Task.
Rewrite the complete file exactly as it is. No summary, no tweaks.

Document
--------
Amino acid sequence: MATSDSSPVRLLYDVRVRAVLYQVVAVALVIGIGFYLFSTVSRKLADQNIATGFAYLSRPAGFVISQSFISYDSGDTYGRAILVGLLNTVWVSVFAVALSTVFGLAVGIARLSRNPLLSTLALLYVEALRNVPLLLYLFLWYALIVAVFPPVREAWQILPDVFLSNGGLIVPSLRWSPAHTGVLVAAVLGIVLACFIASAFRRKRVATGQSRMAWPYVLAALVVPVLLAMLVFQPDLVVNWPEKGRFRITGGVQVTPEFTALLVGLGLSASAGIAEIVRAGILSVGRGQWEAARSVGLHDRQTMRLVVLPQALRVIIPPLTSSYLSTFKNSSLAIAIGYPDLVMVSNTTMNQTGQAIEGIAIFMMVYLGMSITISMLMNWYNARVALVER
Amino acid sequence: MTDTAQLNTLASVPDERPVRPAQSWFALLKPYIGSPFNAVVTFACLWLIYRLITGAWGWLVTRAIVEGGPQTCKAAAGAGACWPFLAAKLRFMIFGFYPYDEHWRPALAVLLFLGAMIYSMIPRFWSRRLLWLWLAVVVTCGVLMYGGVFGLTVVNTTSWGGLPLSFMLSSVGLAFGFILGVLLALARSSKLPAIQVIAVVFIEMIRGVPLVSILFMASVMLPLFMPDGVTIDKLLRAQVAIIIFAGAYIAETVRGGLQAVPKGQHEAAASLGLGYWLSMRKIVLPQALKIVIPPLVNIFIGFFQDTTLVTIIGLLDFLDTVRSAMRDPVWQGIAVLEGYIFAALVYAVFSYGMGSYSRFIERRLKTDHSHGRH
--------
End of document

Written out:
Amino acid sequence: MATSDSSPVRLLYDVRVRAVLYQVVAVALVIGIGFYLFSTVSRKLADQNIATGFAYLSRPAGFVISQSFISYDSGDTYGRAILVGLLNTVWVSVFAVALSTVFGLAVGIARLSRNPLLSTLALLYVEALRNVPLLLYLFLWYALIVAVFPPVREAWQILPDVFLSNGGLIVPSLRWSPAHTGVLVAAVLGIVLACFIASAFRRKRVATGQSRMAWPYVLAALVVPVLLAMLVFQPDLVVNWPEKGRFRITGGVQVTPEFTALLVGLGLSASAGIAEIVRAGILSVGRGQWEAARSVGLHDRQTMRLVVLPQALRVIIPPLTSSYLSTFKNSSLAIAIGYPDLVMVSNTTMNQTGQAIEGIAIFMMVYLGMSITISMLMNWYNARVALVER
Amino acid sequence: MTDTAQLNTLASVPDERPVRPAQSWFALLKPYIGSPFNAVVTFACLWLIYRLITGAWGWLVTRAIVEGGPQTCKAAAGAGACWPFLAAKLRFMIFGFYPYDEHWRPALAVLLFLGAMIYSMIPRFWSRRLLWLWLAVVVTCGVLMYGGVFGLTVVNTTSWGGLPLSFMLSSVGLAFGFILGVLLALARSSKLPAIQVIAVVFIEMIRGVPLVSILFMASVMLPLFMPDGVTIDKLLRAQVAIIIFAGAYIAETVRGGLQAVPKGQHEAAASLGLGYWLSMRKIVLPQALKIVIPPLVNIFIGFFQDTTLVTIIGLLDFLDTVRSAMRDPVWQGIAVLEGYIFAALVYAVFSYGMGSYSRFIERRLKTDHSHGRH